High Speed Cable Drain Cleaning

Best Practices – 4th in the Series

We’ve been exploring best practices for our industry. A new tool has come into play within the past few years that accelerates the drain cleaning task when a clog is encountered that stops the drains from working. The advent of the high-speed cabling equipment was born out of a need and is evolving in the drain cleaning industry as many customers apply the technology to a wider and wider variety of sewer clogs.

Originally the high-speed cables were developed to descale pipe. Conventional cables for drain cleaning turn between 240 & 300 RPM’s and just weren’t moving fast enough to get the scale off the walls of cast iron pipe. Cleaning jobs turned into days and prompted drain cleaning contractors to suggest that it would be cheaper and faster to rip open the walls and replace the pipe. Jetting equipment was applied with not much better success and while the lines could be opened and draining again, the scale would build up in a short amount of time leaving the customer back where they started. The need was there to clean the pipe to a higher level of clean than found by jetting or conventional cabling. The industry turned to the HVAC industry that faced cleaning tubing that housed large heat exchangers that had a chemical build up on the walls of the tubing. That technology took wire rope and encased it inside a flexible conduit so they could drive the wire rope at a higher speed to use speed instead of torque to clean scale off a tube. These methods worked well for short chiller and cooling tower tubes but the assemblies were heavy and required a large drive source for the motors to handle the weight on these short cables. The challenge has been to produce stronger cables that were lighter in weight and a lighter material to house the cables so they could be spun with smaller drives such as hand held drills.

The first cables employing this technology were unhoused and driven by off the shelf hammer drills that were two speed. Using them this way required two people to use them or mounting the drills so a single operator could handle the cable. Advancements came quickly by adding larger drive motors, spools to hold the cable, and clutches to prevent kinking the cables.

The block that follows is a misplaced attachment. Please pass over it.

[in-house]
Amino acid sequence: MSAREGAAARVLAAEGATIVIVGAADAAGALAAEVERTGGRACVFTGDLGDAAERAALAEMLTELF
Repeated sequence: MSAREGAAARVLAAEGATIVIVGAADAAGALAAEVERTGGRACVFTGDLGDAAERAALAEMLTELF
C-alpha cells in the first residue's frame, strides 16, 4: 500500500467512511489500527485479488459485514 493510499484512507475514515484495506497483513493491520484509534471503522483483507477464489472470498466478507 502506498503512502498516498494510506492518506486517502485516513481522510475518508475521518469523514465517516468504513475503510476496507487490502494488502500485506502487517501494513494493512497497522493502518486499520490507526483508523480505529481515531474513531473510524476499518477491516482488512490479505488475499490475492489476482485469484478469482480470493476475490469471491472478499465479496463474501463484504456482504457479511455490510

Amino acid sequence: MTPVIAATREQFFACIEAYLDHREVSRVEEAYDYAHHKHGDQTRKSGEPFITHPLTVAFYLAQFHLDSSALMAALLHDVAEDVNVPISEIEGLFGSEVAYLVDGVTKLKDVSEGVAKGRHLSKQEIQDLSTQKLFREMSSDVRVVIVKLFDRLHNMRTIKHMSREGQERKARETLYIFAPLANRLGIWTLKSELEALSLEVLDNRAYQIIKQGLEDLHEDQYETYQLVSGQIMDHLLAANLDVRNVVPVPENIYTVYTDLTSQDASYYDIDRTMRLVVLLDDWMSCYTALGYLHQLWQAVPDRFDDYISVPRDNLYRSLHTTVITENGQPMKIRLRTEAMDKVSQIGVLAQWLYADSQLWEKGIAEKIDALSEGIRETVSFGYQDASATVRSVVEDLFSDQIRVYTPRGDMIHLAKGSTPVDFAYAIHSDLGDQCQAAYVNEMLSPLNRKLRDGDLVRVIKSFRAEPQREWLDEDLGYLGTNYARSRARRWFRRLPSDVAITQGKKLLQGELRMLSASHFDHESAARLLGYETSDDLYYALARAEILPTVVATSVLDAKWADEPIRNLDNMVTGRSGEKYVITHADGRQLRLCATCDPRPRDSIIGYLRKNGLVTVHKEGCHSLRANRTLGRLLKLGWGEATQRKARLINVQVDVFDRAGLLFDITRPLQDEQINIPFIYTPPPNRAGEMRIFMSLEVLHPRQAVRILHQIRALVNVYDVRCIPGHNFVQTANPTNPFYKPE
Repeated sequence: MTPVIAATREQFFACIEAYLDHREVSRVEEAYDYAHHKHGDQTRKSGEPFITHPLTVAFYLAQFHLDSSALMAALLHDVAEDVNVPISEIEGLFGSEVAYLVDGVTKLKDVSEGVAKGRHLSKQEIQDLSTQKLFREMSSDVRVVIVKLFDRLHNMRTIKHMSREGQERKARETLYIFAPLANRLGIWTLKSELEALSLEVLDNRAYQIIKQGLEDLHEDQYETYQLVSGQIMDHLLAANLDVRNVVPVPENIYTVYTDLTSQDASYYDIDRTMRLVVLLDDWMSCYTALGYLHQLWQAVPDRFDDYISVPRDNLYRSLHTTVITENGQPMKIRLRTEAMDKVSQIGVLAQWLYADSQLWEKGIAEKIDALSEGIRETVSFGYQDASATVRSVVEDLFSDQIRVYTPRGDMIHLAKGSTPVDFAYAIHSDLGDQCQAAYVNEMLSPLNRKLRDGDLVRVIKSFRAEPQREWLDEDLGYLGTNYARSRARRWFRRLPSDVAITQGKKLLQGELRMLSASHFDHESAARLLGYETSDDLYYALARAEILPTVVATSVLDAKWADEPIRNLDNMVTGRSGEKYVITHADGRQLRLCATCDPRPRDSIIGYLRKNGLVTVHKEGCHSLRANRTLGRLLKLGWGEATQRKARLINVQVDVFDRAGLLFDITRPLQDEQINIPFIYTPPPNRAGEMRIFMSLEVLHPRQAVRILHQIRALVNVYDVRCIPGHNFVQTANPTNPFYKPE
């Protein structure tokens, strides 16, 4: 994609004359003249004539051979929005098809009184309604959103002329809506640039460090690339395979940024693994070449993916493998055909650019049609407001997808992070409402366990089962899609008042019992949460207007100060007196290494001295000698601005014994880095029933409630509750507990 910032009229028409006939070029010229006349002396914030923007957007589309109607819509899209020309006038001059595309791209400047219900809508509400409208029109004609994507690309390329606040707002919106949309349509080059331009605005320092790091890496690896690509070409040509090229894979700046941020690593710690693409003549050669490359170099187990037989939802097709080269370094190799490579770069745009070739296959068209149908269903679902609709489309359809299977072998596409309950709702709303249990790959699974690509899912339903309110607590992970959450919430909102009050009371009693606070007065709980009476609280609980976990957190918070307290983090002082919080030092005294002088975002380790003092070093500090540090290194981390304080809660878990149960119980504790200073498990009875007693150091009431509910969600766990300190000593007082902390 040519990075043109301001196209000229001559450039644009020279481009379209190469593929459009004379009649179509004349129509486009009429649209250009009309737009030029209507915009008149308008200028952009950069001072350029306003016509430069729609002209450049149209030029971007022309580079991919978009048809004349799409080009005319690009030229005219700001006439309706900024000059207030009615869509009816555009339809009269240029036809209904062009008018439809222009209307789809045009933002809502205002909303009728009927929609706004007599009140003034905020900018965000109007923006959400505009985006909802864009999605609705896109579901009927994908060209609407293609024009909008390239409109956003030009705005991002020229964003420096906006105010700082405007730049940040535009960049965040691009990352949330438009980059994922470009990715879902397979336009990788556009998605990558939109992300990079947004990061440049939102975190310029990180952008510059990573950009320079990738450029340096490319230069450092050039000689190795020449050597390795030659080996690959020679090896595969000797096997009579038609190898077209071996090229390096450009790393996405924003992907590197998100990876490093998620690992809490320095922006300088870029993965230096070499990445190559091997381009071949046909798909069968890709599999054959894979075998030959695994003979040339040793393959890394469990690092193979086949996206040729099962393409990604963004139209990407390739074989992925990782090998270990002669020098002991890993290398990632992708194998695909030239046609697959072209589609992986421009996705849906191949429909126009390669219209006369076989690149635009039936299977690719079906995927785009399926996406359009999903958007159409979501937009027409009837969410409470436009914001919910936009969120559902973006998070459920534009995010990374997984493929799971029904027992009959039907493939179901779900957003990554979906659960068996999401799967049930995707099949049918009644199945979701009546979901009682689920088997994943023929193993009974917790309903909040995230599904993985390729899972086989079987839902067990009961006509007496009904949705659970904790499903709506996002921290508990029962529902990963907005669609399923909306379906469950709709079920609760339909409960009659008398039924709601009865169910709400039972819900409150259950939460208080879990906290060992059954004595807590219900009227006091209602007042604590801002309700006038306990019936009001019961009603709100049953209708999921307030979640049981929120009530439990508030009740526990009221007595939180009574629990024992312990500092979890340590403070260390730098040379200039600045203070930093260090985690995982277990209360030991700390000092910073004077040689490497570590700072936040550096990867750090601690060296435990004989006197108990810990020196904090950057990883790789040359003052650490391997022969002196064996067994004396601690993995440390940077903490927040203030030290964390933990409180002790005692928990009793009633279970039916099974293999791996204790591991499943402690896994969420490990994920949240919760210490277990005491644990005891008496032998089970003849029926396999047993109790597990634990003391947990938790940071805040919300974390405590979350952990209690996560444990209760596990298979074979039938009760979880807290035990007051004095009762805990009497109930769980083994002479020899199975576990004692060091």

So here’s the best practice to employ these tools. Cleaning drains with this equipment is easy and much less dangerous than a conventional cable tool. By taping a CCTV camera head to the sheath will allow the operator see what they are cleaning and where cleaning needs to occur. Starting at the entry point, the operators can clean as the cutting head moves down the pipe. If cleaning scale on a line that is open, running a garden hose down the line being cleaned will flush the scale down the line and out into the sewer main. This is the best practice for this condition. If the line is clogged so no flow will move, a cutting tool may be employed first to open the line with a small hole so the line can drain followed by the method above with a camera attached and garden hose letting water flow down the line. The operator can move down the line and clean only those areas needing cleaning until you reach the far end of the line. If you determine that the pipe your are attempting to clean is structurally compromised, you can select a centering axel to keep any abrasive cleaning tools such as chain knockers or sanding devices centered in the pipe. This will keep your more abrasive tools from poking through the pipe wall. You can record the final retrieval of the tool and camera to show the finished cleaning level for your customer. You’ve eliminated putting a camera in initially and surveying what needs to be done, then retrieving the camera, inserting the cleaning tool, cleaning blind, reinserting the camera to see if you got it all and if you missed a spot or two, continued switching from camera to cleaning cable and back is eliminated saving you a huge amount of time. Using the high-speed cable along with a CCTV camera is a “best practice” here and works for both descaling and root removal. One final consideration should be moving the debris out of the pipe. If you don’t flush the scale and roots out into the main, you risk clogging up the line you are cleaning causing another problem. Whether it’s a garden hose or jetter, get water moving to carry debris away.

Drain cleaning considerations using high speed equipment

  1. A clutch will provide protection to cables kinking when a root binds the cutting tool
  2. Save pieces of sheathing to cover exposed cable as it will help prevent any kinking and binding on the cable
  3. Clean and lubricate the shaft by oiling the cable
  4. Use the device similar to operating a drill, let the drill end do the work instead of trying to over push the cable into the obstruction
  5. Use an outlet of sufficient capacity to operate the machine. If the breaker trips, you may be operating from an outlet that is undersized. Check the demand needed to the outlet you’re plugged into.
  6. Check your power source for proper grounding. If you operate your equipment and are experiencing an electrical shock, check the wiring to the outlet. Ungrounded or broken grounds can let the tool operate correctly but holds no shock protection.

For a complete list of tooling and equipment, visit https://pipeliningsupply.com/drain-cleaning-machines/ and check out the available tooling that best suits your needs. Call us at +1-888-354-6464 or write info@pipeliningsupply.com for more information.

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